If you run a charity and are looking for alternative ways of raising money and have been inspired by Lyn and her daughter’s story, maybe you could run a similar pop up event. We are always happy to offer pop up advice where we can. Alternatively, if you’re ready to go you can either register your shop requirements on our website or get in touch for details on our location sourcing service.
Sarah James, Popupspace
Charity workers have been amazed at the level of donations for a new pop up charity shop. The Opportunity Box - located in St John’s Street, Coleford - is supporting the work of the Children’s Opportunity Centre.
The shop’s organizer, Georgina Ford, said: “We have been absolutely overwhelmed at the support we’ve had. There has been so many donations – anything you could imagine someone wanting to donate, we’ve got it.”
The shop has been donated for free for the month by a generous local landlord.
If you are in the area, pop in and take a look.
Samantha Burak’s world fell apart when she discovered her mum had terminal cancer, but the 21 year old student vowed to honour her mum by fund-raising in aid of Cancer Research UK.
Samantha and six of her fellow students are now set to open up a pop up shop to drum up cash for the charity and famous faces have donated clothes, bags and accessories for the shop.
Fearne Cotton, Gok Wan and model Zara Martin have all donated items and the pop up shop opens for one day only on 2nd March at the Pavillions Shopping Mall in Birmingham.
The students, who have organised the event as part of their degrees in Fashion Retail Management, will be also raising money to help fund the university’s Graduate Fashion Week.
Samantha, who splits her time between her studies and travelling to stay at her mum’s hospital bedside in Hertfordshire, says: “When we were told to think up a charity to benefit from the event, Cancer Research UK was really a no-brainer as all of us had been affected by the illness in some kind of way. My mum was diagnosed with ovarian cancer four years ago and she got the all-clear, but then it spread to her bowel. We were then told that the cancer was incurable. Words can’t describe how devastating that was.”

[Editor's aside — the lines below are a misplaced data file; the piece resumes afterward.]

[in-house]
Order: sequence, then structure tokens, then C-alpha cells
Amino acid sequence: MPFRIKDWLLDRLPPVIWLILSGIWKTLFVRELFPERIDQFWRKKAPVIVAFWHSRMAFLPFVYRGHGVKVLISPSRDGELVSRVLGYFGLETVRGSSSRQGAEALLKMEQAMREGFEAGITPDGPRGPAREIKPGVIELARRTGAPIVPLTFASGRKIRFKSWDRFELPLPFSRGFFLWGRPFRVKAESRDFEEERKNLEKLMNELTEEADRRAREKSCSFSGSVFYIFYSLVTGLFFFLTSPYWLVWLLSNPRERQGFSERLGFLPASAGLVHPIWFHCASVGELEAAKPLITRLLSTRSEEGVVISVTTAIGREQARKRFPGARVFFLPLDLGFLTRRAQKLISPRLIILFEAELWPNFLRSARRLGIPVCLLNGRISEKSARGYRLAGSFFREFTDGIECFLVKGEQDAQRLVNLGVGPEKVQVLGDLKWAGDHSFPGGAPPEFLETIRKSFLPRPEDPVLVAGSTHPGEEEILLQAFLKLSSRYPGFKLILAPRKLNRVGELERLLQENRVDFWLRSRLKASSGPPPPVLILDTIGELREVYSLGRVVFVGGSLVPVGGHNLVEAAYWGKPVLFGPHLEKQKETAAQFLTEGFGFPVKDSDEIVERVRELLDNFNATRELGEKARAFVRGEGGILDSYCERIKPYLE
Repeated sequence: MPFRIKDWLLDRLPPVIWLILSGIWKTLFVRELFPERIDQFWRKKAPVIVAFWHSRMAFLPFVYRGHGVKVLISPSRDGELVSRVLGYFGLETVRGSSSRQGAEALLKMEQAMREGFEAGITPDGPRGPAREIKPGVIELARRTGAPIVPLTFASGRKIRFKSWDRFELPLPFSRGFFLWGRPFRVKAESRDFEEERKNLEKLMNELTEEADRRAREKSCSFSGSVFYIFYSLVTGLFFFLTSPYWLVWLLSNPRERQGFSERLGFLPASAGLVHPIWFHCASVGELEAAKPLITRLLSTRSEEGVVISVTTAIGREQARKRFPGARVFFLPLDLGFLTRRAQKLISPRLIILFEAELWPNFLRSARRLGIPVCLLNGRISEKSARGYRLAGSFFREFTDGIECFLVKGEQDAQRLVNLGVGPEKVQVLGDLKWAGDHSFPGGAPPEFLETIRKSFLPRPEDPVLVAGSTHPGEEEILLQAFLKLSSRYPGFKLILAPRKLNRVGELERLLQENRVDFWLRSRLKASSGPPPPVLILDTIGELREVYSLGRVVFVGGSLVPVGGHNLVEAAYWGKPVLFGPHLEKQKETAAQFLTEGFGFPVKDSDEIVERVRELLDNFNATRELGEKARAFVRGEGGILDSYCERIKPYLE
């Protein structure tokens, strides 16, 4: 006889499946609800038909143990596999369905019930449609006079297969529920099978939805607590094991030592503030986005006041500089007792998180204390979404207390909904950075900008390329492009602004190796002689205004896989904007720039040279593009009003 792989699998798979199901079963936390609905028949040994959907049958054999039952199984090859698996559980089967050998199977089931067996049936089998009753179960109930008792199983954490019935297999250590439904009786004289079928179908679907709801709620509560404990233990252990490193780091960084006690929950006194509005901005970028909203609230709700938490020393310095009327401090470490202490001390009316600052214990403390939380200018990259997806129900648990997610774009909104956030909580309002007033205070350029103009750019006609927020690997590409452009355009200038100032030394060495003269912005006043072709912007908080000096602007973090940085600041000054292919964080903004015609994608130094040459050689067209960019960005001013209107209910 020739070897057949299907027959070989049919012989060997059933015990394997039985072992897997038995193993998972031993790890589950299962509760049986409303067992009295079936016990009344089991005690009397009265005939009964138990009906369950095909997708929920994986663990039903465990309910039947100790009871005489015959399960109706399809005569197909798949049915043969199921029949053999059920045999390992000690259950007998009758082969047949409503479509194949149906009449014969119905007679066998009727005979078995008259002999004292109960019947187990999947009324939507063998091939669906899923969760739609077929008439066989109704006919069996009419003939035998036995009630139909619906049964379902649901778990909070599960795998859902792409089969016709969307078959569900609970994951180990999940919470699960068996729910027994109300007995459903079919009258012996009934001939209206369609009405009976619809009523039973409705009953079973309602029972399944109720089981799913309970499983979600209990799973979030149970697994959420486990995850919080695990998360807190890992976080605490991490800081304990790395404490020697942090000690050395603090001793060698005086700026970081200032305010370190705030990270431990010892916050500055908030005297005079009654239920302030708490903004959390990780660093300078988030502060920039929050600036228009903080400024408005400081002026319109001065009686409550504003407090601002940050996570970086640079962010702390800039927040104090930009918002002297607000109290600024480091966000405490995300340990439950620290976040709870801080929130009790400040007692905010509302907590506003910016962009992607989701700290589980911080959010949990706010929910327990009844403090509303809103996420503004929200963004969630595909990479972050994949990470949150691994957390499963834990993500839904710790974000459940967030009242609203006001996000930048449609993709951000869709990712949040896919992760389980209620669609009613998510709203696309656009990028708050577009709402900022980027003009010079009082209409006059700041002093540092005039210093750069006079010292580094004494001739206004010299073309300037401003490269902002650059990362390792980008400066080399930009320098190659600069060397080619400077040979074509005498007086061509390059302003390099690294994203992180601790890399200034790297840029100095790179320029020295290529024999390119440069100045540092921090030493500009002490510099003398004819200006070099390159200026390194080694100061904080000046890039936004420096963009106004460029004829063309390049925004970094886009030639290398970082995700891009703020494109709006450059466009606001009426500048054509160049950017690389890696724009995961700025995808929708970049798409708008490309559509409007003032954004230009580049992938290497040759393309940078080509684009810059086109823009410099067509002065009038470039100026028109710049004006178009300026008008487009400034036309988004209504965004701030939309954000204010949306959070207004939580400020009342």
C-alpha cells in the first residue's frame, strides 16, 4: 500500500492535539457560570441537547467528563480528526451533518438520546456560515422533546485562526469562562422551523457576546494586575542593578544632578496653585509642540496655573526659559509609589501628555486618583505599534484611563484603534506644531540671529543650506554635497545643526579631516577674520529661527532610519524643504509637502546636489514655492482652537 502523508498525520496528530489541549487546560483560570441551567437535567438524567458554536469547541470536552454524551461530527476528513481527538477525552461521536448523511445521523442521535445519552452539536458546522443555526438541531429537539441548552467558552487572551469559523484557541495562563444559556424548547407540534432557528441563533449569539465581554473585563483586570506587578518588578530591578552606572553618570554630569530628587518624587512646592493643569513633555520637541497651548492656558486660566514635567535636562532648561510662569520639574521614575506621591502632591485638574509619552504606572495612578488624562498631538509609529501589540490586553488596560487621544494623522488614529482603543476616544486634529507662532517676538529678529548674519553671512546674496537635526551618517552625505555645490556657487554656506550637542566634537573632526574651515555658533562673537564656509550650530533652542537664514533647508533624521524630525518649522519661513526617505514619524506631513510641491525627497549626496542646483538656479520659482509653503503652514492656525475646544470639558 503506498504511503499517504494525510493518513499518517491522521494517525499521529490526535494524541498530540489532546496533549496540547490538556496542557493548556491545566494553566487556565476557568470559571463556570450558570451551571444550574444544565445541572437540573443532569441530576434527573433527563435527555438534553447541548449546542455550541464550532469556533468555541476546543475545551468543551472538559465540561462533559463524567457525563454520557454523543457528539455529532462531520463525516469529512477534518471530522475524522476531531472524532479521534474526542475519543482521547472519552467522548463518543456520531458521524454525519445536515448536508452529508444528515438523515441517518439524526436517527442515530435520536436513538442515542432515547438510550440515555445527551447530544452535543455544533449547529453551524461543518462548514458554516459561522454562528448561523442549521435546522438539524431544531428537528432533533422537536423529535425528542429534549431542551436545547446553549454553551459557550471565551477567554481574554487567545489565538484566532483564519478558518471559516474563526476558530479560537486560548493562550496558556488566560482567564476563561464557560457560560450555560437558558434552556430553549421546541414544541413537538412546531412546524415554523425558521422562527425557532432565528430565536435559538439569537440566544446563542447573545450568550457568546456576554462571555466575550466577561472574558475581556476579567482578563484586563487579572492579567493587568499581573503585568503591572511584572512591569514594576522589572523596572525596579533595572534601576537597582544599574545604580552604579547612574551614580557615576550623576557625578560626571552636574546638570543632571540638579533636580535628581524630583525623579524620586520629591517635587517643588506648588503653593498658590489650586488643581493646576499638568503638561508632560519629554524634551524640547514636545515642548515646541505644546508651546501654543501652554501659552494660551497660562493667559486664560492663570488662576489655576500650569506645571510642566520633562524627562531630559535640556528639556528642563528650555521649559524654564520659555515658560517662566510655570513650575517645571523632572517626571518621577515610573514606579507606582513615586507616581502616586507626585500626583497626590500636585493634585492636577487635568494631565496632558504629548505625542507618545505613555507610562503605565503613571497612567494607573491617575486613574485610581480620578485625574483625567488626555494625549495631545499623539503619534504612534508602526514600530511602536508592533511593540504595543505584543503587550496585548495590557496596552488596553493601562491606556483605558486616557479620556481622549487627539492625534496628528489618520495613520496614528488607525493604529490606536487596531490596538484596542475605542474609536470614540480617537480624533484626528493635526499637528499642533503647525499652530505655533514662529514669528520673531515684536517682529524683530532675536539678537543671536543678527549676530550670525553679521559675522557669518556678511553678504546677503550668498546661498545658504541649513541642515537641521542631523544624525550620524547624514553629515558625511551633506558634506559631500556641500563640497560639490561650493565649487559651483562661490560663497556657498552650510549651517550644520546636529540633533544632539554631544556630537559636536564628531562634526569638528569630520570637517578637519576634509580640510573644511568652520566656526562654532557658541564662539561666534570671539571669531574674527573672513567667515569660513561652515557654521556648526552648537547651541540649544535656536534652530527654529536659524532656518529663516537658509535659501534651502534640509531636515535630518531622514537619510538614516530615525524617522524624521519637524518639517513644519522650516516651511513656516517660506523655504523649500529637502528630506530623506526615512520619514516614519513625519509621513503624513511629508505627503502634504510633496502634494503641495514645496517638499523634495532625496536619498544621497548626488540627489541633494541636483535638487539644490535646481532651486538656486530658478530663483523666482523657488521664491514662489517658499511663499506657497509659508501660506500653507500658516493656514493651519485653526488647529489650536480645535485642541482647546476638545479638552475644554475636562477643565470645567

For more information, follow @popupforcancer on Twitter.
An initiative to promote wellbeing is being held in Altrincham. Using music, arts and crafts to promote positive health messages, the pop up is located at 59 George Street, Altrincham from 23rd February until 2nd March.
The pop up space will offer a range of activities, including music from BOOMbox volunteers and Seed Studios, health assessments carried out by Trafford Community Leisure Trust and complementary therapies. The activities are focused around the findings of the Foresight Mental Capital and Wellbeing Project (2008), which found that for good mental health and wellbeing the ’5-a-day’ should be ‘Connect, Be Active, Take Notice, Keep Learning and Give.
Trafford Council, NHS Trafford and the Health and Wellbeing Board have helped the group to develop the pop up project and successfully bid for Big Lottery Funding to support it. Julie Howarth of SCILightARTS said: “If the event is successful we will be looking to work with partners to deliver the event in other town centres across Trafford later on in the year.”
99 Risbygate Street, Bury St Edmunds will host a pop up shop offering advice on how to keep warm in winter and how to get help if you are struggling to pay your energy bills. Visitors will be able to find out if they are eligible for some of the free help on offer including insulation, draught proofing or assistance with paying fuel bills or the loan of a heater. The ‘Warm Homes Healthy People’ scheme also offers home energy surveys and can help owners or tenants with a private landlord.
Making a difference to the lives of homeless people in Folkstone, community music company Bluesky Pie is running a pop up shop at 67 Old High Street from Saturday until 23rd February.
In aid of the Folkstone Churches Winter Shelter, the shop will be open daily between 10am and 4pm and will be selling second hand clothing, books and toys to help fund a van for the project.
Organiser Di Burns said: “We think it’s so important to look after homeless people in our community. We went to visit the shelter in one of the churches last week and we were very moved by how hard the volunteers work to care for their clients. We met some lovely people who were very pleased there was such provision so we want to raise as much money as possible for them.”
For more information see www.wintershelter.org.uk